Humans are particularly picky when it comes to picking a mate, which is why dating often seems like a long and tedious process. However, there may be an evolutionary benefit to all of it, according to a recent study.

For the study, published Monday in the open access journal PLOS Biology , a team of researchers from the Max Planck Institute for Ornithology in Germany attempted to understand why we fall in love in the context of evolution, and why courtship and romance play such large roles in it. To do this, the team observed the mating rituals of the zebra finch, which, although it may not be noticeable at first glance, exhibit mating behavior that is very similar to humans. These tiny birds are monogamous for life , and share the burden of parental care. But perhaps the most notable similarity between humans and finch is that the females have their own unique criteria for traits they find particularly attractive in male partners.

“In that sense we could speculate that humans may also choose their partner based on behavioural compatibility criteria, either to match their personality or coordinate their behavior, or because individuals are specifically (idiosyncratically) attracted by a particular partner,” Dr. Malika Ihle, one of the researchers involved in the study explained to Medical Daily in an email.

In a population of 160 birds, the team allowed groups of 20 females to choose freely between 20 males. According to a press release , once the birds had paired off, half of the couples were mated happily while the other half was split up and forced to mate with a bird they had not purposely selected.

Results revealed that chicks born from finches that mated with their chosen partner had a 37 percent higher survival rate when compared to chicks from non-chosen pairs. In addition, the nests of the arranged pairs had three times more unfertilized eggs as well as a higher number of lost and buried eggs.

The team believes that part of the reason more of the arranged pairs’ chicks died was because of parental negligence . The highest number of chick deaths occurred during the first 48 hours of their lives, a time considered to be most crucial to their survival. The researchers found many of the males were less diligent in their nest-care duties during this time. However, female birds also played a part in having a lower number of surviving offspring, as they were far less receptive to the advances of other mates, and thus copulated less frequently. Infidelity was also markedly higher in male birds from the arranged pairs and an analysis of harmonious behavior revealed there was generally less affection between these pairs.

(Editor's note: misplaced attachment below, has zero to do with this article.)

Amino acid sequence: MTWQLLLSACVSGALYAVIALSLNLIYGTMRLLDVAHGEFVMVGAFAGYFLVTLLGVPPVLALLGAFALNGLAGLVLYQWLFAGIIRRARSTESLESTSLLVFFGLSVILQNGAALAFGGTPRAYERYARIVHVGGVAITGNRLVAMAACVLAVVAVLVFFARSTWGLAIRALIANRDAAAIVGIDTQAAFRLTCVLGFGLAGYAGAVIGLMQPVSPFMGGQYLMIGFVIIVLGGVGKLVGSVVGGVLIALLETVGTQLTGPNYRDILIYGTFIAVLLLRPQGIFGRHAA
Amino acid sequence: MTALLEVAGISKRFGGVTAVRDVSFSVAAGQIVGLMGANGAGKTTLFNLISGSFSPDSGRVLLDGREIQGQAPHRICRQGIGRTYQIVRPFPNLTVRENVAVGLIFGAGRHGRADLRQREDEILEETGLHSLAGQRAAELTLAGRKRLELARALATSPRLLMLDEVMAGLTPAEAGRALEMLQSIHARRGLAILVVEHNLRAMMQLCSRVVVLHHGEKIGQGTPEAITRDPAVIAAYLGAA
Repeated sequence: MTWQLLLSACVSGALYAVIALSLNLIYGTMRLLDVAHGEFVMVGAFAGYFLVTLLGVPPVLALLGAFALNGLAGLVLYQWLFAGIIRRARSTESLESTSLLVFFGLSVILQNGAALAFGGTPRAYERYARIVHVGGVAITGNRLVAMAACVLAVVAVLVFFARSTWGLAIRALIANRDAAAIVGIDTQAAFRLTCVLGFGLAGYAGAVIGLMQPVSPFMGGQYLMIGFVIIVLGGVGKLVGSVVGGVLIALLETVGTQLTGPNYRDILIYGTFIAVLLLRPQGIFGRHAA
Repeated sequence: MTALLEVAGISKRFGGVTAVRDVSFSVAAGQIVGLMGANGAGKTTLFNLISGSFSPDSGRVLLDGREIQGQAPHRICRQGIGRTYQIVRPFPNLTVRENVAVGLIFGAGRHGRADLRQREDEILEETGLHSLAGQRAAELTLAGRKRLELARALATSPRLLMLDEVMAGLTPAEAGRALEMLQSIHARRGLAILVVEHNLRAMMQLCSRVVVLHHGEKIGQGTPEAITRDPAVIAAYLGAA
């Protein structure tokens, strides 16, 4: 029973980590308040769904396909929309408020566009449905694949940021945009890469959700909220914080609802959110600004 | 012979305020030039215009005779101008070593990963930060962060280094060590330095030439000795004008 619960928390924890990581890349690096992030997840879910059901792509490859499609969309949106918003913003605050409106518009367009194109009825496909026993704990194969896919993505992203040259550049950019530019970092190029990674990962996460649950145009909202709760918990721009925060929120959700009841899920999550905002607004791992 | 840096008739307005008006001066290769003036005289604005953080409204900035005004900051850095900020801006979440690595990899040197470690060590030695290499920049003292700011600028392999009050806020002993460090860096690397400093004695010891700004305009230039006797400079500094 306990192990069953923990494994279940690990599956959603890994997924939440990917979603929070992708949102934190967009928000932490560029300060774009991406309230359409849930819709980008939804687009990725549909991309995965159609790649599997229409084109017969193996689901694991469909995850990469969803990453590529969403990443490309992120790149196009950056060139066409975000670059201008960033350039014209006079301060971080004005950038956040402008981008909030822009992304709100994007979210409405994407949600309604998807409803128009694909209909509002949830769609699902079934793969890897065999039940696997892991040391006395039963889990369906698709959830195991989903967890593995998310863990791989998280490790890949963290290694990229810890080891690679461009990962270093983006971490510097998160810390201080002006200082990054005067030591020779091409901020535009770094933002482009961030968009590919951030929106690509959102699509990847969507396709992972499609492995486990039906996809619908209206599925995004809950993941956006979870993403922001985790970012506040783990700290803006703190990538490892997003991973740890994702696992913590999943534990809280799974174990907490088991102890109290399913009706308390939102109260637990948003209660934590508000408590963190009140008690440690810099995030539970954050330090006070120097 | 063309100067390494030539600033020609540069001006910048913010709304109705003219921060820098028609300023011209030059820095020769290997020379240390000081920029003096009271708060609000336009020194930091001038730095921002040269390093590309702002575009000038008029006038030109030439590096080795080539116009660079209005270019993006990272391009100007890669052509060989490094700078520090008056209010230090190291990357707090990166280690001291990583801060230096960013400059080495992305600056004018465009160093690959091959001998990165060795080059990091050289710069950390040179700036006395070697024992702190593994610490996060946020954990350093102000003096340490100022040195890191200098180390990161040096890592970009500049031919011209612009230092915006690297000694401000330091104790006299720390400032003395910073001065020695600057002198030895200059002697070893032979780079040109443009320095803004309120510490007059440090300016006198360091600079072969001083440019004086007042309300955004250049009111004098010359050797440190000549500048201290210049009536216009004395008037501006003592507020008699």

The team concluded that the “dating” and mate-selection process of the zebra finches led to increased parental commitment and female copulation rates — two factors that helped to maximize the couple's likelihood of successful breeding. Although the zebra finches are an entirely different species, the researchers believe these parallels in mating behavior reveal the evolutionary importance of dating and love in human relationships . Yet, despite the insight the findings might provide when it comes to dating behavior, the researchers said the results may not accurately reflect human behavior in an arranged marriage. This is because in the experiments the finches were forced to breed with partners they had already interacted with and rejected as a mate. This practice is not often seen in arranged marriages.

“In humans, I believe the family (who I assume care about the happiness of their children) choose [who] they think would be a best match for their child, and they might actually know who would be a good or compatible partner,” explained Ihle.

Source: Ihle M, Forstmeier W, Kempenaers B. PLOS Biology . 2015